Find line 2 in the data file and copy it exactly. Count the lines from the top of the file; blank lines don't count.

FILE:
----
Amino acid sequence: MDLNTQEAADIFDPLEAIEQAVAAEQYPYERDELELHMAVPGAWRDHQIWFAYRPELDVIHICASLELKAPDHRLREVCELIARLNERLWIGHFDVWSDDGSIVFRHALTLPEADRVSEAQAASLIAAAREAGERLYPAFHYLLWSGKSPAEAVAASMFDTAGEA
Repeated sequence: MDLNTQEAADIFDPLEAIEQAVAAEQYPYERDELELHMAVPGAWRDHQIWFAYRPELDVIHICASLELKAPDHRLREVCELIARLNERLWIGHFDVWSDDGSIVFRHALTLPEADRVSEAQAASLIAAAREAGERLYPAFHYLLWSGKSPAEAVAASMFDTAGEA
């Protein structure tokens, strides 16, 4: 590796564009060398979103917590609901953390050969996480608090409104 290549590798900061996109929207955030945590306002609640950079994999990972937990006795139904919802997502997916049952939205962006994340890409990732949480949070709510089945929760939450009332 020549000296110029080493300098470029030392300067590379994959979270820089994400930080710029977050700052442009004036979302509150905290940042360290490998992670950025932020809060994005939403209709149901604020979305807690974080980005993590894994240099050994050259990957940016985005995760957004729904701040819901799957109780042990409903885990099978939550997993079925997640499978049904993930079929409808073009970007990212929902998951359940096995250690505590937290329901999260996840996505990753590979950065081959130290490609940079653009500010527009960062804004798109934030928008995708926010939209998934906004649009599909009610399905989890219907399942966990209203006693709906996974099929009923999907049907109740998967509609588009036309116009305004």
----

Repeated sequence: MDLNTQEAADIFDPLEAIEQAVAAEQYPYERDELELHMAVPGAWRDHQIWFAYRPELDVIHICASLELKAPDHRLREVCELIARLNERLWIGHFDVWSDDGSIVFRHALTLPEADRVSEAQAASLIAAAREAGERLYPAFHYLLWSGKSPAEAVAASMFDTAGEA